Cartas v. United States/Opinion of the Court
This suit was brought to recover from the United States $51,000 in American gold coin with interest from 1869, based upon a contract alleged to have been made in that year by the United States as the result of a deposit of the principal sum claimed on a war vessel of the United States. The court, concluding that the facts alleged had no substantial tendency to establish a contract liability on the part of the United States either express or implied, dismissed the suit for want of jurisdiction as its power to adjudge against the United States extended only to obligations of that character. A written opinion was filed, but no finding of facts was made. The United States suggests that the cause be remanded for such finding, but if that course were pursued only the relevant facts could be embraced in the finding and as all such facts were admitted by the court below, the case is open to our consideration and we think there is no necessity for remanding it.
In the petition which was filed in 1902 by Ricardo Cartas, now the appellant, it was alleged that about 33 years before, in January, 1869, Carlos del Costillo deposited on board the American flagship Contoocook, then in Havana Harbor, Spanish gold the equivalent of $51,000 in American gold coin. It was alleged that the deposit was evidenced by a receipt given by the American consul at Havana and that the petitioner was the grandson of Costillo and was vested by inheritance with all his rights growing out of the deposit. It was further alleged that the deposit was a contract between the depositor and the United States binding the United States to preserve and return the deposit when demanded, and that it had never been returned; indeed, that no demand for its return had been made during the time which elapsed either by Costillo or by any one authorized to represent him or his interest. Further, it was averred that, although it appeared from the files of the Navy Department that a few months after the deposit was made, that is in April, 1869, it had been returned by the officer commanding the Contoocook to one Arridondo, acting as the agent of Costillo and who was believed by such commanding officer to be fully authorized to receive it, nevertheless the contract obligation on the part of the United States yet existed because said Arridondo was not the agent of Costillo and the United States remained bound to return the said deposit and was not relieved therefrom by the payment made by such officer, although in good faith to a person not entitled to receive it.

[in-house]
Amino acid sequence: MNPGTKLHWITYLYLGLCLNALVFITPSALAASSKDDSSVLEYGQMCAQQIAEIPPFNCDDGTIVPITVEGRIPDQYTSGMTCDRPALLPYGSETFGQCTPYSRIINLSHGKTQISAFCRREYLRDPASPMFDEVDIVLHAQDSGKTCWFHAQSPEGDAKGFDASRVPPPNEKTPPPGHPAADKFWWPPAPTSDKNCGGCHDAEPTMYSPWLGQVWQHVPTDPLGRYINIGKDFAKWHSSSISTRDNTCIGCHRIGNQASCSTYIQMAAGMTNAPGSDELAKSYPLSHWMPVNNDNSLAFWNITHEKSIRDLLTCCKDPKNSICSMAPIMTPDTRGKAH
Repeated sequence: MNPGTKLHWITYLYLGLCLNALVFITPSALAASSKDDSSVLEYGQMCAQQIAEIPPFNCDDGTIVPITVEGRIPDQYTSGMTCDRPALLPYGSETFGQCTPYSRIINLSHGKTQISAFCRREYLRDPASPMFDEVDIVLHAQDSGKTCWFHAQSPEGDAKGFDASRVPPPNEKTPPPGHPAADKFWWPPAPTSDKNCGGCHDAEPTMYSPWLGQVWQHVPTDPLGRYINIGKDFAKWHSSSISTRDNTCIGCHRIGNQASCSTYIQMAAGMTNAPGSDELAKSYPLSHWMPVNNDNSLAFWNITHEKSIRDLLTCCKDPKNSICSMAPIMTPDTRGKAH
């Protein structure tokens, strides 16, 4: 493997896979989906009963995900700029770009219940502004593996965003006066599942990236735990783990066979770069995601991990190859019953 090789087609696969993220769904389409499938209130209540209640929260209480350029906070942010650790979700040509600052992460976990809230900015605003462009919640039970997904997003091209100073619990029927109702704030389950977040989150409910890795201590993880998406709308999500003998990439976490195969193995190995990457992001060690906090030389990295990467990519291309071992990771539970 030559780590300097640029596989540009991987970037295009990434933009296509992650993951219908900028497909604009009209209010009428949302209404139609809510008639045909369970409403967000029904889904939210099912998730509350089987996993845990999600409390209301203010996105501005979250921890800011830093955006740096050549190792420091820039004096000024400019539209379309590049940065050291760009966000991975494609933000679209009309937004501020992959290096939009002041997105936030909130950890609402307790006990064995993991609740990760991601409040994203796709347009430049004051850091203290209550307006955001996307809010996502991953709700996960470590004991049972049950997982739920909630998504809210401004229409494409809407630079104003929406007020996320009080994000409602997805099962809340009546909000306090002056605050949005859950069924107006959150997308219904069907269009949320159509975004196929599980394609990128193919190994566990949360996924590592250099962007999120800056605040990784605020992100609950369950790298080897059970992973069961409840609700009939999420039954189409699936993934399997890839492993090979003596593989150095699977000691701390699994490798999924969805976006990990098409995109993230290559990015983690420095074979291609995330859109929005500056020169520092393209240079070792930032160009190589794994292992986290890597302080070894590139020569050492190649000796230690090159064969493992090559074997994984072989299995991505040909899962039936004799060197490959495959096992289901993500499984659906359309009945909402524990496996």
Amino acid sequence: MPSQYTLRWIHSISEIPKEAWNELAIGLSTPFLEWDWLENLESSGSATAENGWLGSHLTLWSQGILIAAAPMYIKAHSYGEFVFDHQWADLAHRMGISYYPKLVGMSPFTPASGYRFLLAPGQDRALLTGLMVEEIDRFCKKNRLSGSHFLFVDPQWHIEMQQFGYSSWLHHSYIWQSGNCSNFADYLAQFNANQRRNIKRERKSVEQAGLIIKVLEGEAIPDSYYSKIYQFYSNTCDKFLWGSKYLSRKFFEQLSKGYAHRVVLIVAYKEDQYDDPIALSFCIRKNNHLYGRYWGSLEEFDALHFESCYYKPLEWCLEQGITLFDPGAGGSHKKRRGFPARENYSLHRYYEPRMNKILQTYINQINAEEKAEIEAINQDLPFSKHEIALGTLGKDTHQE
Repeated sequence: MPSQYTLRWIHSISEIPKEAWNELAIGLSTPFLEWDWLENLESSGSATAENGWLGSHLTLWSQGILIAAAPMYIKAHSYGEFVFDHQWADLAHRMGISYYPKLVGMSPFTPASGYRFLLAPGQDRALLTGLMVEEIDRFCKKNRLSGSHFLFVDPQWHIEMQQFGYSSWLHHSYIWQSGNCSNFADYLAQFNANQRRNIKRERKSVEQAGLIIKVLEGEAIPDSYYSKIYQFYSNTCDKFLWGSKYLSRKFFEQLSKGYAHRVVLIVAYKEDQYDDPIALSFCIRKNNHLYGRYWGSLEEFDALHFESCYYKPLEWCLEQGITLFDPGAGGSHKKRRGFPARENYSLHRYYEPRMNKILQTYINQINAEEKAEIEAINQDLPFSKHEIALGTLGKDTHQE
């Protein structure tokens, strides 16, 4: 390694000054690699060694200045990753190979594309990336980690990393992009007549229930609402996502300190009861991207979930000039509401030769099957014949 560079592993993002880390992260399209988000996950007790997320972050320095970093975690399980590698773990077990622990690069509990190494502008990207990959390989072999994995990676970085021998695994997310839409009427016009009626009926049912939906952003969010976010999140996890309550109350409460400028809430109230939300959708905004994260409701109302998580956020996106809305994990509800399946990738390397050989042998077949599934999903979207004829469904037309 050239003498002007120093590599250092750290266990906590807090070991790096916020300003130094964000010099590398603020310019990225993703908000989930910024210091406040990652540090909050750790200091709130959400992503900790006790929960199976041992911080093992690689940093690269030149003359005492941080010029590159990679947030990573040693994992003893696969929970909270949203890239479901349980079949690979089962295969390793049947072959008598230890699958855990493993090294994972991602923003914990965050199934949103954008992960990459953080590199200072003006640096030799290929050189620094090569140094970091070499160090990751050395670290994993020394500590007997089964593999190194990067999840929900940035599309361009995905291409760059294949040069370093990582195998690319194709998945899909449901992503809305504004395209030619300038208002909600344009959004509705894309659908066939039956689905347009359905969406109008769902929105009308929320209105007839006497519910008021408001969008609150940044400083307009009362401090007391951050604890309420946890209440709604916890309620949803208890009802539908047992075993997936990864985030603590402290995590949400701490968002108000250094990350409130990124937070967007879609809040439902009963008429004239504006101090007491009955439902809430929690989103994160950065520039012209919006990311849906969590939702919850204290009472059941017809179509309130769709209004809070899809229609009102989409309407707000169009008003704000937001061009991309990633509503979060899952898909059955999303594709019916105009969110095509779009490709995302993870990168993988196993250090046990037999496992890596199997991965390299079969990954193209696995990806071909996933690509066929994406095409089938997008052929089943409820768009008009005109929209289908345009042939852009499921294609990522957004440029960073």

Admitting the facts thus alleged, it is indisputable that the only question for decision is the making of the alleged contract with the United States. Indeed, it is to that question and to that question alone that the errors assigned and the contentions advanced to sustain them relate. They all are based upon a power in the commanding officer to contract on behalf of the United States asserted to be conferred by paragraph 13 of article 8 of the 'Articles for the Government of the Navy' (Rev. Stat. § 1624 [Comp. St. § 2969]), as elucidated by section 1020 of the Navy regulations. A brief reference to the matters thus relied upon will bring us to the end of the controversy.
The first, the statutory provision, imposes a penalty upon any person in the navy who—
'takes, receives, or permits to be received, on board the vessel to which he is attached, any goods or merchandise, for freight, sale, or traffic, except gold, silver, or jewels, for freight or safe-keeping, or demands or receives any compensation for the receipt or transportation of any other article than gold, silver, or jewels, without authority from the President or the Secretary of the Navy.'
The wide discretion possessed by the commanding officer of a naval vessel concerning the receipt on board, for the protection of private rights, of gold, silver or jewels, which it was the obvious purpose of this statute not to modify, since the power as to such articles was excepted from the additional limitation which the statute imposed as to other articles, affords no ground for the implication that contract obligations would automatically arise as against the United States from the mere exercise by the officer of his discretion. A consideration of the nature of the objects which the provision excepted and the complex and varied character of the conditions which might call for the exercise of the discretion add cogency to this view and at once suggest the incongruity and conflict which must result from the contrary contention.
And this view serves also to dispose of the contention based upon section 1020 of the Navy Regulations which but comprehensively recognizes that compensation due for services rendered as the result of the exercise of the discretion of the officer, to permit the articles in question to be taken on board, should be applied, not for the benefit of the United States in virtue of any contract relation with the subject, but for the benefit of the officers and men designated in the proportions stated in the regulation. Indeed, the co-ordination which the regulation thus manifests between the burden resulting from the exercise of the discretion to receive on board and the distribution of the emoluments arising from its exertion serves to point out the entire unison between the expression of legislative power and the administrative regulation and to make clear the disregard of both which would inevitably result from sustaining the contention as to contract obligation on the part of the United States now relied upon.